This year the acceptance speeches might be even more bizarre than normal!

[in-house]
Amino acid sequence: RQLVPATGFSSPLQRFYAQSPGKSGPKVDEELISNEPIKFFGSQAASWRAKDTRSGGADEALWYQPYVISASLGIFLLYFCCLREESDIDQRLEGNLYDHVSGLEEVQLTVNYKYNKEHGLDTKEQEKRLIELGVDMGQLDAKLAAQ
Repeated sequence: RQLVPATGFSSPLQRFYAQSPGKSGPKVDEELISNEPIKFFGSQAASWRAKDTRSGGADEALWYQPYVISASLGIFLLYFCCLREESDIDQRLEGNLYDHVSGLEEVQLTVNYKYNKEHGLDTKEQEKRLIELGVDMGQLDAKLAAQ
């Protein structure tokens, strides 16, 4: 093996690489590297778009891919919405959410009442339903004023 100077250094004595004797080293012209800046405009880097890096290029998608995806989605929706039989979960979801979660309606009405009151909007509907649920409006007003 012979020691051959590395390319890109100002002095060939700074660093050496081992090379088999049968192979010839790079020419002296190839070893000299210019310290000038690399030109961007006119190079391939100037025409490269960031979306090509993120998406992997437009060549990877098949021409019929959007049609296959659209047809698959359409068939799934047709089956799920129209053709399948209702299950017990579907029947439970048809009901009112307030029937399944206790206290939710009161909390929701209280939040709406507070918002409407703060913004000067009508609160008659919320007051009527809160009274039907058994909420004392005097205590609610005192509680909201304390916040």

While we were all busy watching the Academy make and then retract baffling decisions about this year’s Academy Awards show, one of the most baffling races in Oscar history bubbled up under our noses.With a week to go before the envelopes are opened on the stage of the Dolby Theatre, this could well be the tightest, weirdest, most confounding Best Picture competition ever.Sunday night’s Writers Guild Awards compounded the confusion, giving its top film prizes to one film that isn’t even nominated for a screenwriting Oscar, Bo Burnham’s “Eighth Grade,” and another that is nominated for screenplay but not for picture, “Can You Ever Forgive Me?”The other three major Hollywood guilds gave their top awards to “Green Book” (the Producers Guild), “Roma” (the Directors Guild) and “Black Panther” (the Screen Actors Guild’s ensemble-cast award), which makes this the first time that the five major guild awards have been won by five different movies, with no film winning more than one.(Yes, the 2013 awards race found five different films winning, but that’s because the Producers Guild finished in a tie between “12 Years a Slave” and “Gravity,” which also won the DGA.)Also Read: How the Oscars Bungled This Year's Show So Badly, and Where the Academy Goes From HereSince the SAG ensemble award was introduced in 1995, five films have won Best Picture after winning only a single guild award: “Gladiator” and “12 Years a Slave,” which won the Producers Guild (the latter in that tie vote); “Million Dollar Baby,” which won the Directors Guild; and “Braveheart” and “Moonlight,” which won the Writers Guild. Nothing has ever won Best Picture after only winning the SAG ensemble award.Now there will be a sixth — unless the top Oscar goes to “BlacKkKlansman,” “The Favourite,” “A Star Is Born,” “Bohemian Rhapsody” or “Vice,” which haven’t won any of the major guild awards but could actually win Best Picture anyway.The WGA seemed to almost deliberately confound awards-watchers who think we know how to read the tea leaves. “Roma,” “Green Book” and “Vice,” three formidable Best Picture contenders — the first two arguably the frontrunners — lost to “Eighth Grade,” a Sundance indie that didn’t get a single Oscar nomination. Then “BlacKkKlansman,” “Black Panther” and “A Star Is Born,” three more serious Oscar contenders, lost to “Can You Ever Forgive Me?”The Writers Guild could have given a touch of momentum to any one of six Best Picture contenders it had recognized with nominations — but instead it gave its awards to two films not even in the running. And that leaves the race in a shambles, without a single movie that can reasonably be expected to win Best Picture, but with a bewildering number of movies that could conceivably turn the trick.Also Read: Oscars Will Air All Award Categories Live on TV, Reversing Course“Roma”? Sure, because since 1948 more than 77 percent of the films to win the DGA Award have gone on to win Best Picture. But not one of those has been a foreign-language film, and only once in the last 38 years has a movie won Best Picture without an Oscar nomination for Film Editing.“Green Book”? Well, the Producers Guild win has slipped as a sure-fire predictor in recent years, but history says it gives you a two-thirds chance of winning the Oscar. But failing to land a Best Director nomination, as Peter Farrelly did, ought to kill your chances, since only twice since 1932 has the Best Picture winner not also been nominated for directing.“Black Panther”? Not only has no film won Best Picture with only a SAG ensemble win, but the last film to win without a single Oscar nomination in the directing, writing or acting categories was “Grand Hotel” in 1932 — and “Grand Hotel” is a complete anomaly that didn’t have a single nomination except Best Picture.Once you get past those three movies, you’re looking at five films that would have to do something that hasn’t been done: win Best Picture without winning a single one of the major guild awards.Also Read: Queen and Adam Lambert Will Perform at Oscars CeremonyAnd the thing is, one of them could just do it. If “Bohemian Rhapsody” wins it might be most critically derided Best Picture winner of all time, but we’ve been underestimating its appeal for months now. “A Star Is Born” may have lost to almost everything at one time or another (including to “Rhapsody” at the Golden Globes), but it could actually be more of a consensus favorite that won’t be hurt by the Academy’s preferential system of vote-counting the way that more divisive films will be. “BlacKkKlansman” has had a similar tough time getting traction with the guilds, but it’s Oscar-nominated in the right categories and it might not be as polarizing as we think. Ditto for “The Favourite” and “Vice.”A week ago, I ran down the list of Best Picture contenders and decided that “Roma” and “Green Book” were really the only two that could win. Now, I really think that almost every single nominee has a dimly lit, twisty path to victory, because every nominee definitely has a clear path to defeat.Here’s the lesson of this weird, ugly Oscar season: This year, precedents and numbers may well be meaningless. This year, something is going to happen that isn’t supposed to happen. This year, nobody knows a damn thing.The Writers Guild warned us. Don’t even try to make sense of this mess of an Oscar season. Just ride it out, and try not to be too surprised at the end.Read original story Oscar Race Defies the Experts: With 6 Days to Go, Nobody Knows a Damn Thing At TheWrap